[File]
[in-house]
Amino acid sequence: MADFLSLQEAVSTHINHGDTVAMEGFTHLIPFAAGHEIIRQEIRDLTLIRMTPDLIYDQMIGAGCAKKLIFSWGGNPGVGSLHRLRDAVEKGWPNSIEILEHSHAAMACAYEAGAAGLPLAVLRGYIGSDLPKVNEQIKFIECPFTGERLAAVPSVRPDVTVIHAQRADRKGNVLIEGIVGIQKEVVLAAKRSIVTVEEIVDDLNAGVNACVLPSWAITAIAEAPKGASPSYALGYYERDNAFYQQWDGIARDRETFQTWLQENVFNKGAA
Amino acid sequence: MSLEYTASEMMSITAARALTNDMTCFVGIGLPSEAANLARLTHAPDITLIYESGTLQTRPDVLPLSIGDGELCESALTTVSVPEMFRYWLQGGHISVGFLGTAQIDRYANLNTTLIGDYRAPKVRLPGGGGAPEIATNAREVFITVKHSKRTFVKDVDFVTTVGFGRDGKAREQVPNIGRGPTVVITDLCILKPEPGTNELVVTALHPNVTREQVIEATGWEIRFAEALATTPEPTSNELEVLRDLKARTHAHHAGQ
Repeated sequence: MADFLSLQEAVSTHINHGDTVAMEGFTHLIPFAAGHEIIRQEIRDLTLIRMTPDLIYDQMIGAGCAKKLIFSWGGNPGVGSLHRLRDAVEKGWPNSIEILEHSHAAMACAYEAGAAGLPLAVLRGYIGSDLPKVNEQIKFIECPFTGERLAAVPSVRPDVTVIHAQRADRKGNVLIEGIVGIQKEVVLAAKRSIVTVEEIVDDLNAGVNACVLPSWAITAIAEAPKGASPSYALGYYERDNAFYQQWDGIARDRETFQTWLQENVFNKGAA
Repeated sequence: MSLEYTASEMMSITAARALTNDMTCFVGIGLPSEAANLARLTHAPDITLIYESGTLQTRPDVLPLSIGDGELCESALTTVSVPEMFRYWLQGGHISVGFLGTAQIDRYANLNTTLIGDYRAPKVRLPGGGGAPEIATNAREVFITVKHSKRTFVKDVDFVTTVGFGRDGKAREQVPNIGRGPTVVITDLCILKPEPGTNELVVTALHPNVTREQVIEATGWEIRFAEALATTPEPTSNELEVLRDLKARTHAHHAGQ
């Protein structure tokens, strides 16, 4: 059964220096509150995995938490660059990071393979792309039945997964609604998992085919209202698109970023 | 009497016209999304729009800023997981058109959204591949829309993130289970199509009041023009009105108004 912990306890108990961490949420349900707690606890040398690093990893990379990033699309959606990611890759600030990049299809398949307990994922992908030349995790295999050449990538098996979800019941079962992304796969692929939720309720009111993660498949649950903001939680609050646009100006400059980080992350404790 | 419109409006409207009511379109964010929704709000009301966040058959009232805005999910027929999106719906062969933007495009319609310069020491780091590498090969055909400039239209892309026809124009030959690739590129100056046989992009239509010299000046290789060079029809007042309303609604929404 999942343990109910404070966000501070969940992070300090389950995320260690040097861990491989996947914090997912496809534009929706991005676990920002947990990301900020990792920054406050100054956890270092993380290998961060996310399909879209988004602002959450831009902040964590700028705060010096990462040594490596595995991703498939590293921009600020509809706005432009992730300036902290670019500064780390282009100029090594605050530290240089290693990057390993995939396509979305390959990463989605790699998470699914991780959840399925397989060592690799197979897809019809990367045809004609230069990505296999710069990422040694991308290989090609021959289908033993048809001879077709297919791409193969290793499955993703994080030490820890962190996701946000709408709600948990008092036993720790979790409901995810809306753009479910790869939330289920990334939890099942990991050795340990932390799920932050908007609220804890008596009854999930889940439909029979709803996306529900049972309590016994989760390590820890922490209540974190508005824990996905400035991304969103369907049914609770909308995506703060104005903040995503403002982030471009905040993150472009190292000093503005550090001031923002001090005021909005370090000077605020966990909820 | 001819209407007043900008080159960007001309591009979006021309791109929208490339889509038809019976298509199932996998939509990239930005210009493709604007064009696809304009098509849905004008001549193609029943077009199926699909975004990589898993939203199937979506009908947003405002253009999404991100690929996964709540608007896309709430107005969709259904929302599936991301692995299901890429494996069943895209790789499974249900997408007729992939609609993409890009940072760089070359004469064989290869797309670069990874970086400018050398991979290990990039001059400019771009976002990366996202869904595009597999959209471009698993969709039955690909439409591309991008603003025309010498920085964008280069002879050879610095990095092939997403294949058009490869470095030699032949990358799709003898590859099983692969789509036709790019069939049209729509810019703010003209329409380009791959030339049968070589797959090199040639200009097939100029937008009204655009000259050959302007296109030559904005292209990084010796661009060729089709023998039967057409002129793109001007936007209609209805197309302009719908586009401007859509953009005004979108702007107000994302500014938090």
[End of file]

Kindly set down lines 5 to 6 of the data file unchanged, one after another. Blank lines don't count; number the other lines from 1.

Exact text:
Repeated sequence: MSLEYTASEMMSITAARALTNDMTCFVGIGLPSEAANLARLTHAPDITLIYESGTLQTRPDVLPLSIGDGELCESALTTVSVPEMFRYWLQGGHISVGFLGTAQIDRYANLNTTLIGDYRAPKVRLPGGGGAPEIATNAREVFITVKHSKRTFVKDVDFVTTVGFGRDGKAREQVPNIGRGPTVVITDLCILKPEPGTNELVVTALHPNVTREQVIEATGWEIRFAEALATTPEPTSNELEVLRDLKARTHAHHAGQ
């Protein structure tokens, strides 16, 4: 059964220096509150995995938490660059990071393979792309039945997964609604998992085919209202698109970023 | 009497016209999304729009800023997981058109959204591949829309993130289970199509009041023009009105108004 912990306890108990961490949420349900707690606890040398690093990893990379990033699309959606990611890759600030990049299809398949307990994922992908030349995790295999050449990538098996979800019941079962992304796969692929939720309720009111993660498949649950903001939680609050646009100006400059980080992350404790 | 419109409006409207009511379109964010929704709000009301966040058959009232805005999910027929999106719906062969933007495009319609310069020491780091590498090969055909400039239209892309026809124009030959690739590129100056046989992009239509010299000046290789060079029809007042309303609604929404 999942343990109910404070966000501070969940992070300090389950995320260690040097861990491989996947914090997912496809534009929706991005676990920002947990990301900020990792920054406050100054956890270092993380290998961060996310399909879209988004602002959450831009902040964590700028705060010096990462040594490596595995991703498939590293921009600020509809706005432009992730300036902290670019500064780390282009100029090594605050530290240089290693990057390993995939396509979305390959990463989605790699998470699914991780959840399925397989060592690799197979897809019809990367045809004609230069990505296999710069990422040694991308290989090609021959289908033993048809001879077709297919791409193969290793499955993703994080030490820890962190996701946000709408709600948990008092036993720790979790409901995810809306753009479910790869939330289920990334939890099942990991050795340990932390799920932050908007609220804890008596009854999930889940439909029979709803996306529900049972309590016994989760390590820890922490209540974190508005824990996905400035991304969103369907049914609770909308995506703060104005903040995503403002982030471009905040993150472009190292000093503005550090001031923002001090005021909005370090000077605020966990909820 | 001819209407007043900008080159960007001309591009979006021309791109929208490339889509038809019976298509199932996998939509990239930005210009493709604007064009696809304009098509849905004008001549193609029943077009199926699909975004990589898993939203199937979506009908947003405002253009999404991100690929996964709540608007896309709430107005969709259904929302599936991301692995299901890429494996069943895209790789499974249900997408007729992939609609993409890009940072760089070359004469064989290869797309670069990874970086400018050398991979290990990039001059400019771009976002990366996202869904595009597999959209471009698993969709039955690909439409591309991008603003025309010498920085964008280069002879050879610095990095092939997403294949058009490869470095030699032949990358799709003898590859099983692969789509036709790019069939049209729509810019703010003209329409380009791959030339049968070589797959090199040639200009097939100029937008009204655009000259050959302007296109030559904005292209990084010796661009060729089709023998039967057409002129793109001007936007209609209805197309302009719908586009401007859509953009005004979108702007107000994302500014938090």